Linda Parelli teaches that with horses, instead of getting mad or frustrated, stop and think "Hmmm, how interesting" Then take the behavior and think of it as a puzzle and how do we solve it. That has been happening for me with Chloe "I dare ya' to cross this line" pony.
A couple of weeks ago I was wondering around the pasture. Pip was following right along at my shoulder. We stopped and I was rubbing Pip's ears. Chloe came up with her snarky face on and Pip was getting ready to clear out. I didn't want her to take out over the top of me so I leaned to the side and gave Chloe my best boss mare look. As I was leaning she spun around and offered her hind hoof to me.... and not in a nice way either. I got out of the way and then thought, "Hey! I'm not going to let her push me around!!"
So, I stepped back into place, noting that I was out of kicking range. Then I did my own kick in the air, kind of like that sketch on Saturday Night Live,,,you know, "I'm Fifty!!"
The first kick she just seemed kind of startled. I took another step closer and did another in the air "I'm fifty" kick. She moved. I kicked. She moved. I kicked again. She moved more. I kicked again. She moved about ten steps. Then I stopped. She blew. It seems we had come to an understanding.
A few days later and Pip and Chloe escaped. The neighbor got them corralled up. I think I mentioned this before. The interesting part was when I went to get them to bring them home. I took the halter into the small corral, no pretences, I never hide the equipment. And the pony that has refused to be haltered, came up to me, planted herself smack in front of me and stood stone still while I slid the halter on and led her through the very narrow gate. She stood quietly while I chained it closed. Then we started across the pasture.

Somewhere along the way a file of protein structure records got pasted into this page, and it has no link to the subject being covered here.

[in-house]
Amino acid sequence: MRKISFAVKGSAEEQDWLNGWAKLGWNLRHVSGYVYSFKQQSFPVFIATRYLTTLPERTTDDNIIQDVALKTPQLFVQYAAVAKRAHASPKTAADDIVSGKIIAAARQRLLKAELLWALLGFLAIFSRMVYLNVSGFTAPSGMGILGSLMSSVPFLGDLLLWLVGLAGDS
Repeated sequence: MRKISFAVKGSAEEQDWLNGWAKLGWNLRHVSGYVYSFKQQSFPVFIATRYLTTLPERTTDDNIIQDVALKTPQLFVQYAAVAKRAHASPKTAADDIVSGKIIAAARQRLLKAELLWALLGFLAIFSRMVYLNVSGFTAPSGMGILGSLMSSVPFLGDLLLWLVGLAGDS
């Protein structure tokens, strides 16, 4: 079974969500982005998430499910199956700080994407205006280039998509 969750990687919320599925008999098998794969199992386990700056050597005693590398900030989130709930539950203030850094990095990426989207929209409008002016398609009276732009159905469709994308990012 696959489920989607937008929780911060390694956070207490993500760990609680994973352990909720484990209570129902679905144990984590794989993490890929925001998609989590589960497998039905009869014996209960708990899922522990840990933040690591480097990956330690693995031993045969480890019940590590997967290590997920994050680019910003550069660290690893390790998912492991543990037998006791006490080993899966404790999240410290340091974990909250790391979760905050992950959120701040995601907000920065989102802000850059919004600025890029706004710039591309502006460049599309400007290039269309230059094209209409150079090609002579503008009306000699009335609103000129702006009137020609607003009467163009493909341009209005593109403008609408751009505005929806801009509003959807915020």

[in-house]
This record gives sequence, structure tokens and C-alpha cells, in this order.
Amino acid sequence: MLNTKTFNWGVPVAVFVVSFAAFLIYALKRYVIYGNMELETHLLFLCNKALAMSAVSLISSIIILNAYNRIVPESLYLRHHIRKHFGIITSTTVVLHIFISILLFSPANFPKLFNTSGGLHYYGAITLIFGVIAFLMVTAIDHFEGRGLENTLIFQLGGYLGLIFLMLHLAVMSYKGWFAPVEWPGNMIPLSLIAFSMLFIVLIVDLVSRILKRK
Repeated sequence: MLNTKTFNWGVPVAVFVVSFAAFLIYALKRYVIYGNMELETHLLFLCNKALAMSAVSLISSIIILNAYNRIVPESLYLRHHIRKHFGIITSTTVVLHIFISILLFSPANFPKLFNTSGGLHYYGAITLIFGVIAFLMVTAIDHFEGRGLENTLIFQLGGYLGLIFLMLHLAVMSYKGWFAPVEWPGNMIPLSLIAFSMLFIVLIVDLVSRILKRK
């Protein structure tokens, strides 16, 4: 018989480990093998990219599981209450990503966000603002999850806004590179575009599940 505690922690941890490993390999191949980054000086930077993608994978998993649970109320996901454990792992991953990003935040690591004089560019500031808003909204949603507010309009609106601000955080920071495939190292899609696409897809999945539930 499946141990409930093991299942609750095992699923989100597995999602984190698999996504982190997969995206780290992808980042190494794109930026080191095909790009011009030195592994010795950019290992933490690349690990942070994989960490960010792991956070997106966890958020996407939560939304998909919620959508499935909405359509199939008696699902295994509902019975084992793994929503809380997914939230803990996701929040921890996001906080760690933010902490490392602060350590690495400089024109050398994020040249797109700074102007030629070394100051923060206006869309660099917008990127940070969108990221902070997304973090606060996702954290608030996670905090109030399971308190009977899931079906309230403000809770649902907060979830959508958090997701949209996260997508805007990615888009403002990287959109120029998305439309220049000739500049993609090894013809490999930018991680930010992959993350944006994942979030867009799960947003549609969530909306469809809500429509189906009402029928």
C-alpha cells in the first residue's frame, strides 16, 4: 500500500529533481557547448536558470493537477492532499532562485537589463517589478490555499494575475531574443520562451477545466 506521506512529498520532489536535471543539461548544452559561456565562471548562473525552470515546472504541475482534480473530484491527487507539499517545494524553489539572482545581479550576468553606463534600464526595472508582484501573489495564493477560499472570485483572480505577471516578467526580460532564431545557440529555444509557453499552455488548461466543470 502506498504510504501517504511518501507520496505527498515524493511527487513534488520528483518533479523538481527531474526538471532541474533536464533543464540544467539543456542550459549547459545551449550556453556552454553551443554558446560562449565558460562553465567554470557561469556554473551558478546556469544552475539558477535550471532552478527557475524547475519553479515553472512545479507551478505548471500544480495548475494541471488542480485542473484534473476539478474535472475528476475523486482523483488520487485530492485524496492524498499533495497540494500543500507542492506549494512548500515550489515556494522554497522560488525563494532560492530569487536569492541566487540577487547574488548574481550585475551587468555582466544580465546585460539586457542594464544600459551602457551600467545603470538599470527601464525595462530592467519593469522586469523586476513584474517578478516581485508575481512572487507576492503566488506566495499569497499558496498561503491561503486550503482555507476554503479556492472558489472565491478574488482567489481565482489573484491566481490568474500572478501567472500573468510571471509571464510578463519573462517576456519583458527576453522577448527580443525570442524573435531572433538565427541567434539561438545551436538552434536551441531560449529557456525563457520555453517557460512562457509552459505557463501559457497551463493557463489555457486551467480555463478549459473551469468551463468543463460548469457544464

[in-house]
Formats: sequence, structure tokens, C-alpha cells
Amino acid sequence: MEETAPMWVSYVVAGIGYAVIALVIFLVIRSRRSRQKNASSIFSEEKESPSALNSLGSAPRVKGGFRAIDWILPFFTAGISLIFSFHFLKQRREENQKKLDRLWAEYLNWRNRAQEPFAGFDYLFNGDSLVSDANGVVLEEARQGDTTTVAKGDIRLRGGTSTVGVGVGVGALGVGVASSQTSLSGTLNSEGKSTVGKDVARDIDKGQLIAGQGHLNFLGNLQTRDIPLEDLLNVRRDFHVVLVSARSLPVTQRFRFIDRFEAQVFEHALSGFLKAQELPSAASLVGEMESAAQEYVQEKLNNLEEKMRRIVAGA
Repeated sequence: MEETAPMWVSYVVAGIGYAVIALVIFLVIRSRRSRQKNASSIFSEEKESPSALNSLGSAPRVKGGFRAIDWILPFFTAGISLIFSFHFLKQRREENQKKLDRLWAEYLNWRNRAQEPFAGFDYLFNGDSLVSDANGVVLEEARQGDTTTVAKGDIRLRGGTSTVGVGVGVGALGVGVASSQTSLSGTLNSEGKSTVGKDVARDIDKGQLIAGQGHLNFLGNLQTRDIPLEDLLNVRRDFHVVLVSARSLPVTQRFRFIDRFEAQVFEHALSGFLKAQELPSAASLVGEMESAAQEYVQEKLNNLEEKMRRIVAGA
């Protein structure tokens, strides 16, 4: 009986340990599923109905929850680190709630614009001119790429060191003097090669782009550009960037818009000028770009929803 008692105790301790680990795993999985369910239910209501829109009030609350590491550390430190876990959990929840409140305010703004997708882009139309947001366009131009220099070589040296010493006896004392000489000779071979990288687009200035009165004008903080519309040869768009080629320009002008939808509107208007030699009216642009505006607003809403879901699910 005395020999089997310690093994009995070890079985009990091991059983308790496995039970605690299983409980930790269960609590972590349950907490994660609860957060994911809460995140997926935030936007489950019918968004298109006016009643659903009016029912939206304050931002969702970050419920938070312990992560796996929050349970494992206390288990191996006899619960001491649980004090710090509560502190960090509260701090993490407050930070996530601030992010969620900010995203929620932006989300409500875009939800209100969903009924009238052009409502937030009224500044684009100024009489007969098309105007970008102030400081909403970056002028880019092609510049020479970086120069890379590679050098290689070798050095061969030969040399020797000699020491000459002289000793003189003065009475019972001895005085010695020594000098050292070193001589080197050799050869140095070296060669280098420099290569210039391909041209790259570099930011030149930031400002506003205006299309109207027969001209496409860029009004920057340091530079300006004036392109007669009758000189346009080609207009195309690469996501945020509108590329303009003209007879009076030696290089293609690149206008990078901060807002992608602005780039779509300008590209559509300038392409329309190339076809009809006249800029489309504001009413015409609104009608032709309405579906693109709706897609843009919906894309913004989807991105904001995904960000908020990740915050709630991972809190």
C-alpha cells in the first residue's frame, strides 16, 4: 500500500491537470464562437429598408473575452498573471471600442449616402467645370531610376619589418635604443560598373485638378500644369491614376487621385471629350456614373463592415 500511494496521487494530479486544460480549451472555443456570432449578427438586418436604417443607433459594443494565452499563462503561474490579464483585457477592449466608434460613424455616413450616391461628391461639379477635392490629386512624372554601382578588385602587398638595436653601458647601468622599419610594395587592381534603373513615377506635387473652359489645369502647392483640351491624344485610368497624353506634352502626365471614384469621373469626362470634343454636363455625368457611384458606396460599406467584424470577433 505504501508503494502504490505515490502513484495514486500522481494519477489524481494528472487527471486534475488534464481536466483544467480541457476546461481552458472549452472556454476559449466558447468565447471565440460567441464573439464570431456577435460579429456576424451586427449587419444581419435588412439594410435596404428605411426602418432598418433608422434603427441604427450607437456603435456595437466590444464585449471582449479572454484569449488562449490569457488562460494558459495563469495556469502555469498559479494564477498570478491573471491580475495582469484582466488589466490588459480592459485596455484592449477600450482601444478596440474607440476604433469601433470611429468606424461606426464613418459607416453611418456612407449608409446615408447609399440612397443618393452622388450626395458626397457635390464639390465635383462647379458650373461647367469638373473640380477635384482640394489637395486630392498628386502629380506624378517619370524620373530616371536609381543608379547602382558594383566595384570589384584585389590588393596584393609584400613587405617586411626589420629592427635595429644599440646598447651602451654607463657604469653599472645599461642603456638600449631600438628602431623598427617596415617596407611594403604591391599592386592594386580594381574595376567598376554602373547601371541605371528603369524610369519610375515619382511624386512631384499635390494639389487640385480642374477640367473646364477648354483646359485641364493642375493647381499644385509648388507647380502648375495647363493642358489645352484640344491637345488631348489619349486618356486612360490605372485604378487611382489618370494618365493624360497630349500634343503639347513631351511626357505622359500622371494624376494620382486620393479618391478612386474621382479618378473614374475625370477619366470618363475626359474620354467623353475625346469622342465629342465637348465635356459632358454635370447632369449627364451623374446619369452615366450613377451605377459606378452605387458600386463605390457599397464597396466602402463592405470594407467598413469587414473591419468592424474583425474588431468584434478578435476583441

We moseyed along. She was good.... until we dropped over the edge of a hill and Pip was out of site. Then it was time to get excited. Now I have always been concerned that my blocks and my ability to act was slow, but when in the moment, I surprised myself. Chloe wanted to come over me. I blocked...fast! She stopped. Blinked. Then moved forward more cautiously. We continued. She hollered for Pip and had to start moving. It was like Linda was in my head. I could hear her saying that a right brain horse has to move it's feet. So, I let Chloe move. Then she started to run in tight circles around me. In my head I heard Linda say that no matter what else was going on to protect my space. I flipped the end of the rope and popped her in the belly when ever she got too close. She stopped and gave me space each time. As long as she just moved her feet to move ahead or to get rid of adrenaline then we were okay. As soon as she started to get too much acceleration or started to get frantic, we went into a back up then I "put her into a box" until she could blink and think. Then we moved.
Mac was sitting in the truck and watching the event. He said I scared him half to death, but I wasn't scared. Through the whole thing I felt clear. I felt in control. I felt I was giving Chloe communication on how we were going to proceed. We all made it in one piece and after she was put into the pasture she acted like she was torn between running off and being frantic, or staying with me. Well, she had to go be frantic cause I had to go get Pip as well.
Pip stood and got her halter. It was the first she had been haltered without getting a reward after. We both seemed to have forgotten about it. Then we took off moseying. I had the 22 foot line so she was allowed to graze until I got to the end of the rope then she had to catch up to me. I would reel her in and then let the rope back out as she ate grass. After we got over the hill she didn't seem to want to graze so much and pretty well just stayed at my shoulder. During our whole adventure, her attention seemed to be focused on me. She paid no attention to frantic Chloe, and never once answered her calls.
I'm still pondering all of the little things I've done lately because of the ponies that seem to be adding up to something bigger. I'm still chasing the dream... and some days I think I might be gaining a bit of ground.